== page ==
Football or Cricket?

French fries or Dosas? Hollywood or Bollywood? America or India? These are questions I grew up hearing and navigating in ways that did not offend anyone around me.

Some people define the term ‘ABCD’ as American Born Confused Desi (Desi means native to India). This generally refers to the idea that people of Indian origin born in the US feel as though they belong neither in the US nor in India. I always thought that this term was comical and that I was not confused. Why would someone want just one culture when they could have two? I was always both Indian and American equally, and I figured out how to reconcile the values of both cultures very early on. However, the past 4 weeks have caused some confusion regarding my identity.

Growing up in America, I have always been proud of my Indian heritage. I love the colorful clothing and the bindis. I love dressing up and performing Bharatnatyam dances at school talent shows. I love eating Indian food (at least the kind my mom makes, free of all of my allergens). I love going to Indian functions, meeting my friends and family. I love my Indian culture. It has been a point of pride for me. Always.

On a similar note, whenever I came to India with my parents, I was proud to be American and a foreigner in India. Up until the start of high school, I spent almost every summer with my mom and sometimes my dad in my grandparents’ houses in Mangalore or Mumbai. I loved sharing my American culture in India too. I loved describing pizza (to those who were not yet familiar with the greatness that is pizza); I loved wearing my “American clothing” even if it drew attention to me. As someone who grew up embodying the Indian identity and the stereotypes that accompany that (I’m sure you can think of a few), the rare opportunities I had every summer to act the part of the American rather than the Indian allowed me the chance to embrace both sides of my identity, Indian-American.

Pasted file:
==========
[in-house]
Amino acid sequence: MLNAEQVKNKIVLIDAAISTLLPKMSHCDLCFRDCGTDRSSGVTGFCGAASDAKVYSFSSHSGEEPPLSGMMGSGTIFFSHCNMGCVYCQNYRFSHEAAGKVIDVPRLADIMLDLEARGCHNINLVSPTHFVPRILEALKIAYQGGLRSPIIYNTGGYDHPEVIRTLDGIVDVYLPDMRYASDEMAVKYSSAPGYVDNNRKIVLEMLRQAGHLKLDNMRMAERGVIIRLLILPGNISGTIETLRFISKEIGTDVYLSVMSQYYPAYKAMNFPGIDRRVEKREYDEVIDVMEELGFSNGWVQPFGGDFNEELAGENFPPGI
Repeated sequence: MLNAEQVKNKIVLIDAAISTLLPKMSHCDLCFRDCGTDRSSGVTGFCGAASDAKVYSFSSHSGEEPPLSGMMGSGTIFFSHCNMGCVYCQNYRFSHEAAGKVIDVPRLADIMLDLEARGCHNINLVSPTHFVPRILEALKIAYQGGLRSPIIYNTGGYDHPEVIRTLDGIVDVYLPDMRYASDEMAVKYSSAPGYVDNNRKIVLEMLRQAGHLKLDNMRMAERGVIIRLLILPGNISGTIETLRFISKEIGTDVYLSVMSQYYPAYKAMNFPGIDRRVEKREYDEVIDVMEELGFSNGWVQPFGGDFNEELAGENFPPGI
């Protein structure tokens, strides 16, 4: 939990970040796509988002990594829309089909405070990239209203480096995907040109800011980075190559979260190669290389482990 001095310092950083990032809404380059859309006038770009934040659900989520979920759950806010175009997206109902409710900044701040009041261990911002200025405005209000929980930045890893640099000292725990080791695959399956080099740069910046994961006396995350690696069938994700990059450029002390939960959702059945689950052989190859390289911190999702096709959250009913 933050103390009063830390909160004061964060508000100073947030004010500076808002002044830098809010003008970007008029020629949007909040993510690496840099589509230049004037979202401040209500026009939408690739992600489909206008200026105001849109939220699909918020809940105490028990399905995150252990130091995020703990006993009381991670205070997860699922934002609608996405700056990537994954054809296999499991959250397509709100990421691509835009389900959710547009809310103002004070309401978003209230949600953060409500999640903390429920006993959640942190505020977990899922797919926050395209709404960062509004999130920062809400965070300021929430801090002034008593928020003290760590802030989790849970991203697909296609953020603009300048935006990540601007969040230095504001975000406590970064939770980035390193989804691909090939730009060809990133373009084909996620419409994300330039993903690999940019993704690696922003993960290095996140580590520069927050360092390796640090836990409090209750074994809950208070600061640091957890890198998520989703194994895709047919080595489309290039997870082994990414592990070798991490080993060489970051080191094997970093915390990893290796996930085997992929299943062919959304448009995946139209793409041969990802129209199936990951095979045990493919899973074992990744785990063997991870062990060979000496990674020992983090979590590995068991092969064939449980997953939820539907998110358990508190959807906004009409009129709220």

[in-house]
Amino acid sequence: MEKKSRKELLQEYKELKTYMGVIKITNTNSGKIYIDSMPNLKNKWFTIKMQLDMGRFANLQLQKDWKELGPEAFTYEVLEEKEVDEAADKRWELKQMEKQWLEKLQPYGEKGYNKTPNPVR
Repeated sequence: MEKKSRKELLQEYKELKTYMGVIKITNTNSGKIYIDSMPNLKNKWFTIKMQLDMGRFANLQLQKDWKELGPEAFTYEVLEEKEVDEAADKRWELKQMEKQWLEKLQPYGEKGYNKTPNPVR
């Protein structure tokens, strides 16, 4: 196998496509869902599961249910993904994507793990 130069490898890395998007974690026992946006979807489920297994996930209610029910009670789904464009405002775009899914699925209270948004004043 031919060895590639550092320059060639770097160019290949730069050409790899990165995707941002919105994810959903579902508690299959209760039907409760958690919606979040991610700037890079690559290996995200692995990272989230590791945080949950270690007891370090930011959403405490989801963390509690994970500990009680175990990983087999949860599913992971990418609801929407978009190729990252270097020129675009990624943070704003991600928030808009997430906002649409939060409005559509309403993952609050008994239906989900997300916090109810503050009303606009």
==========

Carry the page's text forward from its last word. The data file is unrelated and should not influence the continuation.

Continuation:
When preparing to come to India this summer, I deceived myself in thinking it would be exactly the same. When I travel with my parents who grew up in India, I am the foreigner; I am the one who has an American accent so that my parents have to communicate with people in restaurants or stores. This summer, however, I step in to talk to rickshaw drivers to understand their accent (years of watching Hindi and Kannada movies and serials help me understand accented English). I call Dominos to order pizza because I can understand what they’re saying, and I can convey the message because my ears are trained to pick up words in an Indian accent. Suffice it to say that traveling with a group that is more foreign than me has made me think about my identity a lot and has been an interesting adjustment that I did not see coming.

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A waterfall on the way to Kodaikanal